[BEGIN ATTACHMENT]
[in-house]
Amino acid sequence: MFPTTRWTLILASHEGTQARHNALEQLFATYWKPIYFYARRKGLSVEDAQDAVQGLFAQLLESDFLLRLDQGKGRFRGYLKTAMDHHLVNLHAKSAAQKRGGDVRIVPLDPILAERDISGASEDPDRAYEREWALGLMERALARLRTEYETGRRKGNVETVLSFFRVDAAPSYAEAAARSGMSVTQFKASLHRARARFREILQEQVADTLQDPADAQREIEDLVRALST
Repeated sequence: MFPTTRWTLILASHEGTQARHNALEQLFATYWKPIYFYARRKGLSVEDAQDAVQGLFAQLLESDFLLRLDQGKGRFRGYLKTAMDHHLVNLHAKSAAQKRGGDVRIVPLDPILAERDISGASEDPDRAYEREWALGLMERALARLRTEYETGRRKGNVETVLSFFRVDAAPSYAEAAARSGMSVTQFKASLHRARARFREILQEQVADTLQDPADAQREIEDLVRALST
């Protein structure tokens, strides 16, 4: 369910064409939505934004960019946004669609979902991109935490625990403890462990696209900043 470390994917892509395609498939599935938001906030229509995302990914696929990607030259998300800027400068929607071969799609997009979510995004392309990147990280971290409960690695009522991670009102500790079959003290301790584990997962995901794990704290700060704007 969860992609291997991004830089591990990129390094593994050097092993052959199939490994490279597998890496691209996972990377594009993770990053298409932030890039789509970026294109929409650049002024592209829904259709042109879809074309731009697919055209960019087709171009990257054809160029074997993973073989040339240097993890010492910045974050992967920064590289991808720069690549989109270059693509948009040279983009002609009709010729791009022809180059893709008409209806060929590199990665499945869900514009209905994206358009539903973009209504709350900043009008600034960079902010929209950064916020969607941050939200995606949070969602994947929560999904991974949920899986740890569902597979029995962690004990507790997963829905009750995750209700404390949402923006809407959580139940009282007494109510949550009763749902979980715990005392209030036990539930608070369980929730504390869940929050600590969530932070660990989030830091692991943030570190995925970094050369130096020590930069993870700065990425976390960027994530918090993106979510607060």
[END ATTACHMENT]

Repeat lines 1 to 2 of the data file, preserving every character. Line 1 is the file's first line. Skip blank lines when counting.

[in-house]
Amino acid sequence: MFPTTRWTLILASHEGTQARHNALEQLFATYWKPIYFYARRKGLSVEDAQDAVQGLFAQLLESDFLLRLDQGKGRFRGYLKTAMDHHLVNLHAKSAAQKRGGDVRIVPLDPILAERDISGASEDPDRAYEREWALGLMERALARLRTEYETGRRKGNVETVLSFFRVDAAPSYAEAAARSGMSVTQFKASLHRARARFREILQEQVADTLQDPADAQREIEDLVRALST